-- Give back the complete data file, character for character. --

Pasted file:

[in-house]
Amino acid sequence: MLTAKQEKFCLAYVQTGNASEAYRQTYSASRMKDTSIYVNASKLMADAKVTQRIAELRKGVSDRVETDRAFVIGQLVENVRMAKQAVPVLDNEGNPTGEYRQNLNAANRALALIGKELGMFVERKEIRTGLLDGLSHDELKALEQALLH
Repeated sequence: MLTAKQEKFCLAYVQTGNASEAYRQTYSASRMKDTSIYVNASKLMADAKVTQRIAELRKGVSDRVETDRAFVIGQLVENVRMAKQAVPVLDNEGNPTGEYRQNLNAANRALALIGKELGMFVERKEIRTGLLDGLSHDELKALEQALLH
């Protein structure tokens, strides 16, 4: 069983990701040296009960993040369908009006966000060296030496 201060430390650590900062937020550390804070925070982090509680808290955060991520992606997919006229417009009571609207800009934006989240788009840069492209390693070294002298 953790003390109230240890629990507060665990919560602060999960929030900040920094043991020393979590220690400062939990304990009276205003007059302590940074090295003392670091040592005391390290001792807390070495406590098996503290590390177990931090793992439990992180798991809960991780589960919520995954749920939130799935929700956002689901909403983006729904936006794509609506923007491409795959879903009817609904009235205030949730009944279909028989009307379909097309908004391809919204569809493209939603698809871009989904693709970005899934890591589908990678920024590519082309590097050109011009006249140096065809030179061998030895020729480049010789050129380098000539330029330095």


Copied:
[in-house]
Amino acid sequence: MLTAKQEKFCLAYVQTGNASEAYRQTYSASRMKDTSIYVNASKLMADAKVTQRIAELRKGVSDRVETDRAFVIGQLVENVRMAKQAVPVLDNEGNPTGEYRQNLNAANRALALIGKELGMFVERKEIRTGLLDGLSHDELKALEQALLH
Repeated sequence: MLTAKQEKFCLAYVQTGNASEAYRQTYSASRMKDTSIYVNASKLMADAKVTQRIAELRKGVSDRVETDRAFVIGQLVENVRMAKQAVPVLDNEGNPTGEYRQNLNAANRALALIGKELGMFVERKEIRTGLLDGLSHDELKALEQALLH
């Protein structure tokens, strides 16, 4: 069983990701040296009960993040369908009006966000060296030496 201060430390650590900062937020550390804070925070982090509680808290955060991520992606997919006229417009009571609207800009934006989240788009840069492209390693070294002298 953790003390109230240890629990507060665990919560602060999960929030900040920094043991020393979590220690400062939990304990009276205003007059302590940074090295003392670091040592005391390290001792807390070495406590098996503290590390177990931090793992439990992180798991809960991780589960919520995954749920939130799935929700956002689901909403983006729904936006794509609506923007491409795959879903009817609904009235205030949730009944279909028989009307379909097309908004391809919204569809493209939603698809871009989904693709970005899934890591589908990678920024590519082309590097050109011009006249140096065809030179061998030895020729480049010789050129380098000539330029330095």